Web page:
Canada Trade Deficit Expended


Canada's trade balance with the world fell to $1.3 billion in November from a revised $2.3 billion in October.

Exports slid for the fourth month in a row, dropping 6.8% to $39.2 billion, the result of falling prices and lower volumes. It was the lowest total for exports since January 2008. The volume of exports decreased 1.8%.

Similarly, a combination of price and volume reductions pushed Canada's imports down 4.8% to $38.0 billion. The volume of imports fell 2.3%.

Excluding energy products, exports declined 2.7% while imports increased 0.6% in November. The trade balance has been in deficit since July 2007. In November, the trade deficit expanded to $3.5 billion from $2.4 billion in October. In terms of volume, exports and imports decreased 1.2% and 0.9% respectively.

Exports to the United States fell 7.4% to $28.9 billion, largely the result of a decline in energy products. The decrease in exports outpaced a 3.7% drop in imports, putting Canada's trade surplus with the United States at $4.5 billion, its lowest level since May 1999.

Imports from countries other than the United States declined 6.6%, the result of falling imports of crude petroleum, while exports decreased 5.0%. As a result, Canada's trade deficit with this group of countries narrowed for the second consecutive month to $3.2 billion.

Energy products led the overall decline in exports for November, dropping 19.4% to $8.4 billion, the fifth consecutive monthly decrease in this sector. The decrease mostly reflected a 15.0% decline in prices, while volumes were down 5.1%.

While the decline in energy products was widespread, decreasing exports of crude petroleum (-22.8%) was the main contributor. Declining exports of fuels and natural gas were also factors.

Exports of industrial goods and materials declined 7.4% to $9.1 billion as both prices and volumes fell. November marked the third price decline in the past 12 months, while volumes have fallen nine times during the same period. Exports of industrial goods and materials have declined for four consecutive months.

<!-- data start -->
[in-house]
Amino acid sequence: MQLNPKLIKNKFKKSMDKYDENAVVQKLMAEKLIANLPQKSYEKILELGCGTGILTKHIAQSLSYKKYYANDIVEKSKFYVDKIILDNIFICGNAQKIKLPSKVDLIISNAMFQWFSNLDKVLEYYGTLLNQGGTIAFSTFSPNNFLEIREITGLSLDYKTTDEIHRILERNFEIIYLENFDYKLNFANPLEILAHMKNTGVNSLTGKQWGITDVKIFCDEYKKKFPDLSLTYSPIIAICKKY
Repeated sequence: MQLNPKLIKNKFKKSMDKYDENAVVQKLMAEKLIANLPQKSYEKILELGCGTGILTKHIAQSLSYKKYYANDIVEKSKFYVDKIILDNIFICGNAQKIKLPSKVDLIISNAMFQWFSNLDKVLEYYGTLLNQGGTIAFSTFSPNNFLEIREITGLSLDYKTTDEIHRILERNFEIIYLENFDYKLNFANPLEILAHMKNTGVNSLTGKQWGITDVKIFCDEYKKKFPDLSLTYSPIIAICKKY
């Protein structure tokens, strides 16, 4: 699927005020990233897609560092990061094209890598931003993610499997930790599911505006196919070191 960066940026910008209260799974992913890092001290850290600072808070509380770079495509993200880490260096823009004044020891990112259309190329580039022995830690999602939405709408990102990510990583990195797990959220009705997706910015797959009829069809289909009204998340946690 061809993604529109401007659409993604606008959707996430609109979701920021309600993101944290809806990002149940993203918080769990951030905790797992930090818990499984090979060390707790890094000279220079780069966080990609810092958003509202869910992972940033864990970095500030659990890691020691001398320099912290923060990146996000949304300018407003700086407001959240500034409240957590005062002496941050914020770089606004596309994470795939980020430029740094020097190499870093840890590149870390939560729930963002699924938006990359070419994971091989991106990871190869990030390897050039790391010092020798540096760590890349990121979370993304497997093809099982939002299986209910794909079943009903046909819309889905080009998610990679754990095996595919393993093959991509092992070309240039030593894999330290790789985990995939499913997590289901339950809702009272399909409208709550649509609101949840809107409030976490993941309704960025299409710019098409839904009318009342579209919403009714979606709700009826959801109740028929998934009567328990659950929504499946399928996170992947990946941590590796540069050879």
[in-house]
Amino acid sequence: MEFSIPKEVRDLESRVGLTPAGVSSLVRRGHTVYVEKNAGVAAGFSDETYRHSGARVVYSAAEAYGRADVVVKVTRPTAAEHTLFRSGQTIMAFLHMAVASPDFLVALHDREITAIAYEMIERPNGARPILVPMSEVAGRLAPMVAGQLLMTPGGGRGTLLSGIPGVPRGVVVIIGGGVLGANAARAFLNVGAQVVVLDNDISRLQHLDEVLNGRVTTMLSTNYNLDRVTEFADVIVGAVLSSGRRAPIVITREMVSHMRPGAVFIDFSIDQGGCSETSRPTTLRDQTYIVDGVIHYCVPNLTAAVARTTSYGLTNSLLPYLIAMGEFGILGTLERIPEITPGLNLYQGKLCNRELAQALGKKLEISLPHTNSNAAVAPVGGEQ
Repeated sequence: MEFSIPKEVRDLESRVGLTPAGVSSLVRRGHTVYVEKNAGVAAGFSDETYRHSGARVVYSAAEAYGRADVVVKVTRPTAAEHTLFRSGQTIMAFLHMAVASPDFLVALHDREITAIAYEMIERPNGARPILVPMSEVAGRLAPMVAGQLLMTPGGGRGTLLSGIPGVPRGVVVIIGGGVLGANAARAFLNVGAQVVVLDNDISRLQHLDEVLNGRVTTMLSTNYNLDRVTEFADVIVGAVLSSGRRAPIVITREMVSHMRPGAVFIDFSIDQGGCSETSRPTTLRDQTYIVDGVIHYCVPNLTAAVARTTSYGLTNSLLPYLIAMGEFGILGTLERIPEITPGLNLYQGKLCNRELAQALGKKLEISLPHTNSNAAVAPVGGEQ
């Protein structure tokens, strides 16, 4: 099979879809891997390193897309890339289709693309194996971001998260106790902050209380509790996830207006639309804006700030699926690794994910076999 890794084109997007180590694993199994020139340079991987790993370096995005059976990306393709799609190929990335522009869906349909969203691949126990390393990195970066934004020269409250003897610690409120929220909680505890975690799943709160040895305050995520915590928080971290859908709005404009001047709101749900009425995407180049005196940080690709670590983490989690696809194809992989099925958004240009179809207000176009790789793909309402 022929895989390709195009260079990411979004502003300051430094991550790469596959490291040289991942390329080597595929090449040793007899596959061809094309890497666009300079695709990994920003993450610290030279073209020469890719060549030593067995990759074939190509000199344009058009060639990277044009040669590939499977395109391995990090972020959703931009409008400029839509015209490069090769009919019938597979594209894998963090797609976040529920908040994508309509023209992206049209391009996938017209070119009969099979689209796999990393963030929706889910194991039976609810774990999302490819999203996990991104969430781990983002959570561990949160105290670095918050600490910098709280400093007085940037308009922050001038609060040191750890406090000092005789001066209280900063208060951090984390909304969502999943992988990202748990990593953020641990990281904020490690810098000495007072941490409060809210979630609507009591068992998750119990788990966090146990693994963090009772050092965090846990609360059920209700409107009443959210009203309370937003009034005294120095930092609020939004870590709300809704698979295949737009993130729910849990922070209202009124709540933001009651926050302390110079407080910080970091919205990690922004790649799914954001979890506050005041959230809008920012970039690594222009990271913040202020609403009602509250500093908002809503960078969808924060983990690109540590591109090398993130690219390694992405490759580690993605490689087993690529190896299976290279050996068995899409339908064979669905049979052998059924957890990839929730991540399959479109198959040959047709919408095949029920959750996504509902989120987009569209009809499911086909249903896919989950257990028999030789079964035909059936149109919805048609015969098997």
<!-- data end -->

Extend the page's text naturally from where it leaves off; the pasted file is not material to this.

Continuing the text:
Decreased demand in the United States led to a decline in exports of copper and alloys, which fell for the fourth consecutive month. Growth in exports of fertilizer partially offset the sector's decline.

Exports of machinery and equipment rose 1.4% to $8.3 billion, continuing a rising trend that began in July 2008. While price increases have been mainly responsible for this trend, November's rise was a combination of price and volume. The main factor was exports of aircraft and other transportation equipment, which grew 11.9% as a result of gains in helicopter exports. Also aiding the increase were exports of televisions, telecommunications and related equipment to the United States, particularly cell phones.
Large drop in energy products drives imports down

November's total decline in imports was largely the result of energy products, which fell by over a third to $3.6 billion. The main contributor to this decrease was crude petroleum, where volumes fell 34.9%, in part due to refinery maintenance, while prices fell 19.6%. Aviation and motor vehicle fuel also contributed to the fall in energy products.

Automotive products imports continued to decline, falling 4.5% to $5.8 billion in November. Volumes declined for the second month in a row, while import prices continued their six-month upward trend. This sector has been trending downward since early 2007. Declines in imports of passenger autos and trucks contributed to the decrease, reflecting weakened sales across Canada.

Imports of machinery and equipment gained 2.7% to $11.2 billion, their third consecutive increase, as both prices and volumes rose. The sector has been trending upwards since December 2007. Contributing in part to the rise was imports of telecommunications equipment to be used for network infrastructure, as well as wind-powered generators for a renewable e...


TradingEconomics.com, Statistics Canada
1/13/2009 6:01:13 AM